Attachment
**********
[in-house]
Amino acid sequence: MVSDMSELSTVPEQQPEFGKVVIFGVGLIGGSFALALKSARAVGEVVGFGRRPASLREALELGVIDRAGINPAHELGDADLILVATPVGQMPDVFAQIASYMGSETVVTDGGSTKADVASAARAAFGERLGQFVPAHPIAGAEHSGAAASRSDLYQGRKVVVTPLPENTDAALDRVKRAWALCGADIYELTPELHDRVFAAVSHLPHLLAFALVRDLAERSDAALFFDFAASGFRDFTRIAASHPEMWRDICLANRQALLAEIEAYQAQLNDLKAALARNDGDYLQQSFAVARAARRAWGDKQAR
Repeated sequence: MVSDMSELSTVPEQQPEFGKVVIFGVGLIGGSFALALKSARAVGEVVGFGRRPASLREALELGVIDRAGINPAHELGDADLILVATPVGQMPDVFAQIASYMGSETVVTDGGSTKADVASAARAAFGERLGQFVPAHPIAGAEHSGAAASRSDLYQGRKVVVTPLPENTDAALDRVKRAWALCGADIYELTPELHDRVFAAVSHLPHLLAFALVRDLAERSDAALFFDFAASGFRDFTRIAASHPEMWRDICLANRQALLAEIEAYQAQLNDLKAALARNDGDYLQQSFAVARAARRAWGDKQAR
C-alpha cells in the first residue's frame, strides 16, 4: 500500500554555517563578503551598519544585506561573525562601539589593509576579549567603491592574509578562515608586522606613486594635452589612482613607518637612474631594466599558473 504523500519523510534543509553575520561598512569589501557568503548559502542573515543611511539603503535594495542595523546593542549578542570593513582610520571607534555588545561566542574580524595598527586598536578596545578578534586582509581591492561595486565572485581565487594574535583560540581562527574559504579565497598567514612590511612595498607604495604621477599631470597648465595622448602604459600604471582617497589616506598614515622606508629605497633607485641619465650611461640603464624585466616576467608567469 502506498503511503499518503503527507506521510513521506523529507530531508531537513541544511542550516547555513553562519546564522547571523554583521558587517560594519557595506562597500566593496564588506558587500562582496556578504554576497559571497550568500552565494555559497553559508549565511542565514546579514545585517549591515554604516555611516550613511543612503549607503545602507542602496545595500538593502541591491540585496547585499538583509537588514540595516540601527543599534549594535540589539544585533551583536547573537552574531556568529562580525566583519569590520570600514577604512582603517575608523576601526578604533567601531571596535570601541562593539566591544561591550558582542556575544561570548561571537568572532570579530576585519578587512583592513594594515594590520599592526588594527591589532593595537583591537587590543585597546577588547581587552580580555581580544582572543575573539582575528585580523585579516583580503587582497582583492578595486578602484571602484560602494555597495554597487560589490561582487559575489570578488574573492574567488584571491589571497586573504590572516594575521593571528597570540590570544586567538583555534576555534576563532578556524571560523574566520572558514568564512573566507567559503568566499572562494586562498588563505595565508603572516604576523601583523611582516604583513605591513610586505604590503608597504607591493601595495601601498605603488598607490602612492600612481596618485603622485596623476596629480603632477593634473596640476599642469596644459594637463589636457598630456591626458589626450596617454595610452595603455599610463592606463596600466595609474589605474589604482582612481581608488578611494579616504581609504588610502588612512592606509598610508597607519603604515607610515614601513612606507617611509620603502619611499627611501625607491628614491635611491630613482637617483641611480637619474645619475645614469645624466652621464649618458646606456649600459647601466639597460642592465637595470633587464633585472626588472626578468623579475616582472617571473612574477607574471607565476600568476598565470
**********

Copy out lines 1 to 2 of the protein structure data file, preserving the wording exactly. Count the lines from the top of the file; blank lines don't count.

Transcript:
[in-house]
Amino acid sequence: MVSDMSELSTVPEQQPEFGKVVIFGVGLIGGSFALALKSARAVGEVVGFGRRPASLREALELGVIDRAGINPAHELGDADLILVATPVGQMPDVFAQIASYMGSETVVTDGGSTKADVASAARAAFGERLGQFVPAHPIAGAEHSGAAASRSDLYQGRKVVVTPLPENTDAALDRVKRAWALCGADIYELTPELHDRVFAAVSHLPHLLAFALVRDLAERSDAALFFDFAASGFRDFTRIAASHPEMWRDICLANRQALLAEIEAYQAQLNDLKAALARNDGDYLQQSFAVARAARRAWGDKQAR